We are currently learning the short sounds for all the vowels, and much more time will be spent on the long vowel sounds in first grade. Here is a video that we've been watching to practice the short vowel sounds. It's a big hit in our class :)

## Sunday, March 22, 2015

### Penpal letter writing

Learning to write is one of the most challenging parts of kindergarten. It requires lots of literacy skills, including planning out what you want to write, separating one word from another, stretching out the word and figuring out what letters to write for each sound in the word, and also remembering to leave spaces and form letters correctly and use legible handwriting!

It's a lot for a little learner to take on. I am always looking for authentic writing experiences for our kindergarteners, so they can have a purpose for why they are writing. For the past few months we have been lucky enough to pair up with a high school in Milwaukee, whose sophomore English class have become our penpals! It's a really awesome experience - the kindergarteners are fascinated by receiving letters from TEENAGERS, and they spend so much careful time writing and drawing letters to them. On the flip side, the English teacher (who is a friend of mine) says her high schoolers are ecstatic when they receive letters from the kindergarteners in the mail, and they respond with kind letters and detailed drawings.

It's a very cool experience of writing with purpose, and getting to know another community of learners. We are trying to arrange for the high school class to visit our classroom, but details are still up in the air.

Here are a few pictures of the letters we received, plus the ones we wrote back!

## Sunday, March 15, 2015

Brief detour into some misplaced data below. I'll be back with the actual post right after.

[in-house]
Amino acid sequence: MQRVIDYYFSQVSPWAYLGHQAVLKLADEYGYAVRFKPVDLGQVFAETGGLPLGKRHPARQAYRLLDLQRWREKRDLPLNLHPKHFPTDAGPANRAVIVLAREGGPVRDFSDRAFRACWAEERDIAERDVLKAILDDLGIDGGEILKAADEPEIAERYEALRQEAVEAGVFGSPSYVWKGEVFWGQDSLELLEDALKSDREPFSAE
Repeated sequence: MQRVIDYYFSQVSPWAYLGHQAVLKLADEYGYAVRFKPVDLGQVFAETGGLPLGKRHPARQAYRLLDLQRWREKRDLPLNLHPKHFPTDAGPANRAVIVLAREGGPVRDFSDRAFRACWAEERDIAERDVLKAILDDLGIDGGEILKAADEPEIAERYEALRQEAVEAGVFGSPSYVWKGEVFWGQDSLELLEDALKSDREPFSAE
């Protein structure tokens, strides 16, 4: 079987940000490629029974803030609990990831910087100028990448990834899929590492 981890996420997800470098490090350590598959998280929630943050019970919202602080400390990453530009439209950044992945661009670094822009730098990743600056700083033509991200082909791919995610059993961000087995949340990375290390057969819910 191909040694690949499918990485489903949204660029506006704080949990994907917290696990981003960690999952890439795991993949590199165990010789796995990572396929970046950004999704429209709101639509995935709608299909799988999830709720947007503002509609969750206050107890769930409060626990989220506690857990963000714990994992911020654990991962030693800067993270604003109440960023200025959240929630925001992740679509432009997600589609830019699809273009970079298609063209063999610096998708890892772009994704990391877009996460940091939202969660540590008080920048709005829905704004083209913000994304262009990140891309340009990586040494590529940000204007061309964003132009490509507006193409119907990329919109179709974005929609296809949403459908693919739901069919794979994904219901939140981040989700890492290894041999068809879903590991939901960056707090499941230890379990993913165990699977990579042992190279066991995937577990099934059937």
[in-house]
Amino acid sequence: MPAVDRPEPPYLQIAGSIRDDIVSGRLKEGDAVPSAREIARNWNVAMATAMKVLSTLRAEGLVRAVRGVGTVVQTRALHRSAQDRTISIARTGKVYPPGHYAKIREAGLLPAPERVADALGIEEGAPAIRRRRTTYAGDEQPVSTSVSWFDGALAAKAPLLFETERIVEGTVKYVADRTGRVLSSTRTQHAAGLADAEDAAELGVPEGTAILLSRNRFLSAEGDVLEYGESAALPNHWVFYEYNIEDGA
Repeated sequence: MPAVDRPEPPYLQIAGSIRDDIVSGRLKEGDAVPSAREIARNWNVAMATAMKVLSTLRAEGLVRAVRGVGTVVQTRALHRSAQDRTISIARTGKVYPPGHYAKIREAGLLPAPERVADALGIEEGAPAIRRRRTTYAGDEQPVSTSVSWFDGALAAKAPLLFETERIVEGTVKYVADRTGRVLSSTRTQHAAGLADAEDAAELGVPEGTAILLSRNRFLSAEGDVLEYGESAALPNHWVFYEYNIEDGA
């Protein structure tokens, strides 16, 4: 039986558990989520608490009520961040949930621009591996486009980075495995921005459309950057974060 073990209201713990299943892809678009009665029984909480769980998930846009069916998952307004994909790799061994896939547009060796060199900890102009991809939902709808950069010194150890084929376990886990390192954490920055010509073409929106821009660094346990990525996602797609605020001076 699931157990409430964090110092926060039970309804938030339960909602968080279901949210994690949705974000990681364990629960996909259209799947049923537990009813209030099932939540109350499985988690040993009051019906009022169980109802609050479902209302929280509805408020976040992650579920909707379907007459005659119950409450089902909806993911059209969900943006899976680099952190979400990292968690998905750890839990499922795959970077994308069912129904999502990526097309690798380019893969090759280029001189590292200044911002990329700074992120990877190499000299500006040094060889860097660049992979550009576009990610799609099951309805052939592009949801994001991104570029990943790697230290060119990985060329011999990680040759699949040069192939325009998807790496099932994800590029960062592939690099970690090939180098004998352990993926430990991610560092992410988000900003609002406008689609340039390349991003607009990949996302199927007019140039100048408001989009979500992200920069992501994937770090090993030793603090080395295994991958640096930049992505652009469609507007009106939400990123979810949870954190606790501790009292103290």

### Farmer and chefs in the classroom

Friday was a jam-packed day of food and fun! Recently we've been lucky to have two CSA farmers, the family of one of our classmates, come in to do a lesson on food and farming with the kids! Last month Farmer Bard talked about tomatoes, and this Friday he did a lesson on root vegetables, specifically how carrots are grown and stored. We are going to continue these lessons (which include a veggie tasting!) as often as we can this spring! Many kindergarten students are very picky eaters, which is typical at this age. But did you know studies show that repeated tastings of the same food will often change a child's preferences?

Here are some pictures of our farmer in the classroom teaching how tomato seedlings are planted:

To continue our food adventures (and exposure to new types of food), we paired up with the district high school's cooking class, a group of sophomores who are studying food, culture and cooking. They came to our classroom and presented on where spring rolls come from - and then let the kids make their own! The high schoolers did an amazing job of prepping all the veggies ahead of time, and let the kindergarteners watch as they soaked rice paper to make the rolls. Then the kids got to choose whatever ingredients they wanted for their rolls. Many chose shrimp, kohlrabi, bean sprouts, and carrots. They also provided two types of sauce for dipping. The kids loved it and all but one student gave the spring rolls a try!

The high schoolers will be coming to visit our classroom once a month. I can't wait to see what they bring next!